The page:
Analyzing Variance

The program manager uses tracking data to determine how the actual progress of the scheduled work compares to the original baseline schedule, but more importantly to determine impacts of actual work done on the overall schedule and on critical milestones. Variances that are tracked include:

1. Tasks that are starting or finishing late. Along with updating the task start and finish dates through the tools/tracking command, the program manager identifies impacts of the change on linked tasks.

2. Tasks that require more or less work than scheduled. Changed durations and/or additional resources can be assigned to tasks that are running late; Project will shift durations and start and finish dates automatically when resource units are changed.

3. Tasks that are progressing more slowly than planned. Tasks on the critical path which are progressing more slowly than planned must be addressed, either through redefining the task to stay within the schedule or adding resources. Tasks off the critical path provide the program manager with some slack time, or "safety buffer" before they go onto the critical path because of delays.

4. Resources that aren't working hours as scheduled. If there are major variances in actual work versus planned work, this can have implications for several projects. Based on actual work hours, program managers reassign resources and link to the resource pool to identify broad impacts and conflicts. Project's resource leveling capability can be used to address resource conflicts as well.

5. Earned value. Earned value is an indicator of cost and schedule variance. It is important to track both whether the actual work is on schedule and whether the actual resources expended on the work is consistent with what it should have cost to get the work done based on the baseline budget. In other words, earned value tracks whether the work accomplished actually cost what it should have cost, given the original budget. Reports on earned value show schedule variance and cost variance.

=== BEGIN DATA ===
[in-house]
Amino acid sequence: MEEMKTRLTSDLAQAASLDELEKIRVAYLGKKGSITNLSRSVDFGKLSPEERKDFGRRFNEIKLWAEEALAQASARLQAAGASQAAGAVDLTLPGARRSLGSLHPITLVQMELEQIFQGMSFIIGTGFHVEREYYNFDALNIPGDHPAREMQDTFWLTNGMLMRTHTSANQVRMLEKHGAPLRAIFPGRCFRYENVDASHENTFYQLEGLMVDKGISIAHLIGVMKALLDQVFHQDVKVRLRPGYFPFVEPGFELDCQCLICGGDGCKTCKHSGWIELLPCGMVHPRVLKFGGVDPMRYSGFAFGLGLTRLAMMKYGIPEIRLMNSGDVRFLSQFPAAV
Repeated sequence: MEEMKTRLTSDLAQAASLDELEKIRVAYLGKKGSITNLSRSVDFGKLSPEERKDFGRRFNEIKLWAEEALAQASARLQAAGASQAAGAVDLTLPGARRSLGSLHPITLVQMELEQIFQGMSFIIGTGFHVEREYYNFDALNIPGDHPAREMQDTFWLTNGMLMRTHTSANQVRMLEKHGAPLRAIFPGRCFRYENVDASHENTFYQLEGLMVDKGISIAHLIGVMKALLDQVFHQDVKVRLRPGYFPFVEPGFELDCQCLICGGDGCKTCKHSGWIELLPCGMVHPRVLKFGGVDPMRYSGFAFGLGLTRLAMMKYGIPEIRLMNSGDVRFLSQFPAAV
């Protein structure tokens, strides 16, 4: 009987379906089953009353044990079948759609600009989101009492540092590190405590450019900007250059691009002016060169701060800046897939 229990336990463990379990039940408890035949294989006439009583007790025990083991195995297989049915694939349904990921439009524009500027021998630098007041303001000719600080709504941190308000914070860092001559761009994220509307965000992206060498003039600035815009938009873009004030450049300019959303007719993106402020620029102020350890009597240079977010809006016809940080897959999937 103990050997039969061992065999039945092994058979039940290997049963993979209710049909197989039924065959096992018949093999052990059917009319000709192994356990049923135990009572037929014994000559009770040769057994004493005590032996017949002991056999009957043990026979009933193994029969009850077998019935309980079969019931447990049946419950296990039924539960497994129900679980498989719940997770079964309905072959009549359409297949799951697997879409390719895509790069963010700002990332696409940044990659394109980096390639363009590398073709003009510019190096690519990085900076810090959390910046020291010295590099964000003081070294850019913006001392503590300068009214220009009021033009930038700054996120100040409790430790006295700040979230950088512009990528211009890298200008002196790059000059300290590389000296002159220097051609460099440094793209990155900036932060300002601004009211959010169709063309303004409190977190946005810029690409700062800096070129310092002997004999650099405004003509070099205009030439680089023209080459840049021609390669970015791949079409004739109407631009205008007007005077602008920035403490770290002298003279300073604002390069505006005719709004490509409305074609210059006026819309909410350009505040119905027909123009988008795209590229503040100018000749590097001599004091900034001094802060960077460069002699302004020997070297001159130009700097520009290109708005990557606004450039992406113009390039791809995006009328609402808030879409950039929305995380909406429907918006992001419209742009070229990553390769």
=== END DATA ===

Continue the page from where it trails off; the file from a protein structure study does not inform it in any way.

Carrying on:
6. Corrective action. The real issue in variance analysis and earned value is what corrective action the program manager takes to put a program, which is showing substantial schedule variance back on schedule. Program managers are responsible for alerting the team to these variances, reporting them in program review, and coming up with corrective actions. Some corrective actions include:

a. Making sure there is no scope creep, that is, the work the team is doing that is not on the system requirements specification b. Changing task dependencies and linkages c. Assigning overtime work d. Hiring or assigning additional resources e. Decreasing amount of work necessary to do a task f. Reassigning resources g. Delaying selected tasks h. Changing working hours

In support of tracking and program review, the program administrator/planner:

■ Serves as a resource for Microsoft Project procedures and training

■ At the request of a program manager, tracks progress against the schedule and anticipates future schedule problems

■ Flags current and new issues for the week from current schedules

■ Distributes assignments in the central resource pool to project team staff and gathers feedback

■ Identifies conflicts and facilitates resolution

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Project Management Made Easy

Project Management Made Easy

What you need to know about… Project Management Made Easy! Project management consists of more than just a large building project and can encompass small projects as well. No matter what the size of your project, you need to have some sort of project management. How you manage your project has everything to do with its outcome.

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